Deliver To:
      Australian Housing

      Sender:
      China (中国)

  2. Goldstandard1MEMBER

    Even though it’s mostly smoke and mirrors, the great news is that it won’t take much to lower FOMO that prices will boom forever. This is excellent signalling because worse is coming.

    • What’s the chance of being pro-cyclical with MPLOL into a downturn that is coming anyway (OK, I should know by now that they never do…)…damn, I just over-thought it 😉

      • Goldstandard1MEMBER

        My theory is they now know bad news and coming and they need to show some ‘we tried but people got themselves in trouble’ to save face. Bring it on

        • Exactly this is virtue signalling and getting ready to pass the buck.As we’re the calls for a review of the RBA

          • FUDINTHENUDMEMBER

            That way we can successfully push blame onto the punters themselves when the sherrif is there to take the house back for the bank!

          • Jumping jack flash

            “…when the sherrif is there to take the house back for the bank”

            Nah. Though that may happen it isn’t their real intention.
            I’m guessing it will only affect new borrowers and they’ll trot out DTI constraints instead of only using LVR to determine borrowing capacity.

            Even so, DTI will be set at 6 or 8x income. 10x income need not apply – if you’re trying to get a mortgage that’s 10x income perhaps set your sights lower and try and find a cheaper house instead?

  3. It’s as if an election is coming and they want to be seen to be doing something about “house prices” LOL.. 🙂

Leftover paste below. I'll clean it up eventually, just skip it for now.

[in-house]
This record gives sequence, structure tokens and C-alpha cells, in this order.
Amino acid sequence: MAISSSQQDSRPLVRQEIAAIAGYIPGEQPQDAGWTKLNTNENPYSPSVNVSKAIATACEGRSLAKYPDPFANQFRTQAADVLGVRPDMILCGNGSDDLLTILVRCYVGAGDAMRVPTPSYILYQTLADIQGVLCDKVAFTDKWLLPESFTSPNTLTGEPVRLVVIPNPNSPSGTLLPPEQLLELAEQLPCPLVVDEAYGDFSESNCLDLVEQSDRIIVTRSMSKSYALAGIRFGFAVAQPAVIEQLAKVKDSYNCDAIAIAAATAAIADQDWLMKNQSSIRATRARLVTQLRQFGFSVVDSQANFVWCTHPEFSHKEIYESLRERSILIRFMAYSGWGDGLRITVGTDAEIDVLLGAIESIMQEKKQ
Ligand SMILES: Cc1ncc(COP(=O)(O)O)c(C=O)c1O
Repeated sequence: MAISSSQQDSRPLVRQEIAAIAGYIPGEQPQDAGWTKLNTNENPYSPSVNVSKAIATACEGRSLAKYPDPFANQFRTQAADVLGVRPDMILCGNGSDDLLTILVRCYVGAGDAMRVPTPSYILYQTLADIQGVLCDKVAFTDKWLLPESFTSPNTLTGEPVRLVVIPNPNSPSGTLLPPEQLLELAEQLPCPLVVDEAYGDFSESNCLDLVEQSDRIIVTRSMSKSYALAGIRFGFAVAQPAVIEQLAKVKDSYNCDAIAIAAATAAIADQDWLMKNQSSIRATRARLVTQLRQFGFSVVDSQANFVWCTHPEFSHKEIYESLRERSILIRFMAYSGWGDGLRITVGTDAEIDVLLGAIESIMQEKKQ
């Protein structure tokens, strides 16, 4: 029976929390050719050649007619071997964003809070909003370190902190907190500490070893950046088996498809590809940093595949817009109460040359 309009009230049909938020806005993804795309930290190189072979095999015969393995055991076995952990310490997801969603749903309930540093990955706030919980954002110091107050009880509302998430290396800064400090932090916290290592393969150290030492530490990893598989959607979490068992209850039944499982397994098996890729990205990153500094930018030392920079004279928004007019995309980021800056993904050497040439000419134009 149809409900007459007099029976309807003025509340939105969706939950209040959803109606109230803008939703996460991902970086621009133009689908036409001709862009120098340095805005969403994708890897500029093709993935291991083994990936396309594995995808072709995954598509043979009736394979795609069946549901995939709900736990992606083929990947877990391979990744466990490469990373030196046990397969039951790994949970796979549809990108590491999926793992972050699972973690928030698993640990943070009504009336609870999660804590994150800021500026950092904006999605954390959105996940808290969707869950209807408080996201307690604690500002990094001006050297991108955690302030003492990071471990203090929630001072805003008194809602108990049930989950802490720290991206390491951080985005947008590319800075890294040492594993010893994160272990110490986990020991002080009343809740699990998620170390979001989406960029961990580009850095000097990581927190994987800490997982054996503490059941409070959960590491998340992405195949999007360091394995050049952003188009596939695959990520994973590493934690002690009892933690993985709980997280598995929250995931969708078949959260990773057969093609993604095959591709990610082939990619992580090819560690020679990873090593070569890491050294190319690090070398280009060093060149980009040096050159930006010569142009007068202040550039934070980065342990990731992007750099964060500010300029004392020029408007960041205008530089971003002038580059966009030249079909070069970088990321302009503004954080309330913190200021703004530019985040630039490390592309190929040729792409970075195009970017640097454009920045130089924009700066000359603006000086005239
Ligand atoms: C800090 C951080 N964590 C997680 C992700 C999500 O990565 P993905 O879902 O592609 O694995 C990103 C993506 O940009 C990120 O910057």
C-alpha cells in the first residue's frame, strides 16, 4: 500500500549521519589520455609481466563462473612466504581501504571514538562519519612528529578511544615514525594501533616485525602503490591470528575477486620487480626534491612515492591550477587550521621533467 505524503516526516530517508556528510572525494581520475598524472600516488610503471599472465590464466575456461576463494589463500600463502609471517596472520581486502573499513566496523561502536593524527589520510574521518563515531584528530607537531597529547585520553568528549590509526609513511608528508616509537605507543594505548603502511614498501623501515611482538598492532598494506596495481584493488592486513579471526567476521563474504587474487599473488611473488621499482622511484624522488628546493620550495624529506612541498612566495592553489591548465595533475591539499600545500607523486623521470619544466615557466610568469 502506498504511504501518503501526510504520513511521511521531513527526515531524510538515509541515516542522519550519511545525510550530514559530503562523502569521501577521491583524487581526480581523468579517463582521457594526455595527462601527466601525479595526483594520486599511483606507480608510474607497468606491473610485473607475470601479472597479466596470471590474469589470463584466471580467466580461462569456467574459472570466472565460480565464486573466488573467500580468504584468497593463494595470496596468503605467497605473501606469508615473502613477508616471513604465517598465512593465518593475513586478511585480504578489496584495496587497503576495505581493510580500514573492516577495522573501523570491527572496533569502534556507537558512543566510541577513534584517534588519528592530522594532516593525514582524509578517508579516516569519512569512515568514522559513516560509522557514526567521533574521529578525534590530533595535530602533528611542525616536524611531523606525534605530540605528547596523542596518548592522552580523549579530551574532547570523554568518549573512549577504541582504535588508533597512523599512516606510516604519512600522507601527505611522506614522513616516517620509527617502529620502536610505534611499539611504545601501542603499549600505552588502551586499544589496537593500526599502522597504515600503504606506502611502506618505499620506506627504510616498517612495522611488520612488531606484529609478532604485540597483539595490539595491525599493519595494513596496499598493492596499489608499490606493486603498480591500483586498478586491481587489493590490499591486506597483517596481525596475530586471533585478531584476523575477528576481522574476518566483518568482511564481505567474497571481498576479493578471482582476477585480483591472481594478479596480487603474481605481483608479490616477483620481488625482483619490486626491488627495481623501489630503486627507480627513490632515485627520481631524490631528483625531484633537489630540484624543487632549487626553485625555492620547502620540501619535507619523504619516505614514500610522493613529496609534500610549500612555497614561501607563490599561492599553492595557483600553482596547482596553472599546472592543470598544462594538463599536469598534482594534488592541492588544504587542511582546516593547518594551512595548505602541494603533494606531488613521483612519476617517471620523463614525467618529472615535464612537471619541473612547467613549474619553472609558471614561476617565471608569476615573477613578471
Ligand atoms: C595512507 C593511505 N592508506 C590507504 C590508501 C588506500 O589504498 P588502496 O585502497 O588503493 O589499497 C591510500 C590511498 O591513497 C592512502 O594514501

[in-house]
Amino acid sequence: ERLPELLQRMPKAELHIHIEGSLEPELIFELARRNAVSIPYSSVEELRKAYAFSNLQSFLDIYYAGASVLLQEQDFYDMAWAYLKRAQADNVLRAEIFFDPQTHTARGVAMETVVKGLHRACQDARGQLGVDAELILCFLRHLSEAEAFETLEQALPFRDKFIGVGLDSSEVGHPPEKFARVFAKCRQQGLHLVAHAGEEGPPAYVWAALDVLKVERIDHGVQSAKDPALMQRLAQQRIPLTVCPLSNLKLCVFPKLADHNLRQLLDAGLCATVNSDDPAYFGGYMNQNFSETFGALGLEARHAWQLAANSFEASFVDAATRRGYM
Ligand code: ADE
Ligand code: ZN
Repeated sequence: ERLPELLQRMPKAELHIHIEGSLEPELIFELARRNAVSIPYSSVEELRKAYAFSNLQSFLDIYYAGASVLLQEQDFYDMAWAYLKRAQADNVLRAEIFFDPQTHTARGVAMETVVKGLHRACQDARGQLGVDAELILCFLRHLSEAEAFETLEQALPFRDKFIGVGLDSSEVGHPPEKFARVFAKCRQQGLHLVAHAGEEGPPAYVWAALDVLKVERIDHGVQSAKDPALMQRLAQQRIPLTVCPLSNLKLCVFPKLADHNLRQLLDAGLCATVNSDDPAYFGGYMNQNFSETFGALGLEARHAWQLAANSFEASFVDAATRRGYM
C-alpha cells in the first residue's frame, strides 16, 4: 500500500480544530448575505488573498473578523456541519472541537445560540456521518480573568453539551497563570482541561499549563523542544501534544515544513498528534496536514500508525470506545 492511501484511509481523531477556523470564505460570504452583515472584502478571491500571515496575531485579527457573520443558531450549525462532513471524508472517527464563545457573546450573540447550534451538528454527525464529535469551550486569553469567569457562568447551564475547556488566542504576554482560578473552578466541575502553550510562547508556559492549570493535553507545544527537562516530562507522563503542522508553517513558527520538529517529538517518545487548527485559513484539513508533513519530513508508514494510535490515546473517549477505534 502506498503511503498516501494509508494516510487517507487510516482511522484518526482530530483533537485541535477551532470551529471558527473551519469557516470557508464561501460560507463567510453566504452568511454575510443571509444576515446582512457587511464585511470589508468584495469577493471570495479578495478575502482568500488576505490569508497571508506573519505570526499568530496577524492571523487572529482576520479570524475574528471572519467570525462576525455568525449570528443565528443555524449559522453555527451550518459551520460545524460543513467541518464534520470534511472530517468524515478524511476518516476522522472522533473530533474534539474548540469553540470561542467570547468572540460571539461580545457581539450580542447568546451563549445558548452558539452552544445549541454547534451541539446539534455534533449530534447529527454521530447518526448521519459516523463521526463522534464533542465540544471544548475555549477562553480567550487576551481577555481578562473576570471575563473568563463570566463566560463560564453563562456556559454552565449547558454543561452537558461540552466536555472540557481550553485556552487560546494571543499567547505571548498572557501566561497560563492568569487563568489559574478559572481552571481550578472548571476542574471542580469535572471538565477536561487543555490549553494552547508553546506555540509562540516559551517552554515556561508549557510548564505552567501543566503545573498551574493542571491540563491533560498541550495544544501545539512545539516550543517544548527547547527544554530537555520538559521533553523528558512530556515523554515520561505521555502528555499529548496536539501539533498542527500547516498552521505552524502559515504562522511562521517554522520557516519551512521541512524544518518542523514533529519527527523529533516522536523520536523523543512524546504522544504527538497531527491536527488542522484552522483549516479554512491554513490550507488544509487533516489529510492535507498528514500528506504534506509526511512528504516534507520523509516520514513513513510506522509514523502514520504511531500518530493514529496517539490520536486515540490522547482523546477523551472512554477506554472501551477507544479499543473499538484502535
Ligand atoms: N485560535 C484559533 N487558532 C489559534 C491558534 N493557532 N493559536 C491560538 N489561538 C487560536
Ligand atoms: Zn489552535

• Mining BoganMEMBER

      Indeed.

      Unfortunately the horse that bolted has had grandchildren that have died of old age. And the gate still hasn’t closed.

      • There is no gate. There never was a gate. In the past, all there was, a line of electric tape, about a foot off the ground. Even that is now gone, sold to the highest bidder.

    • Letters growers across the country have rejoiced as they prepare for what will be a bumper crop at favorable prices.

  4. I have a dream that one day, MB shall not be judged on the character of the comments, but that all comments shall be

    MPLOL!1!!!!11

  5. Arthur Schopenhauer

    It’ll be believable if they do something concrete, like outlaw ‘Mortgage Insurance’. Until then, just the usual bluff and bluster.

  6. Jumping jack flash

    “The Council is mindful that a period of credit growth materially outpacing growth in household income would add to the medium-term risks facing the economy”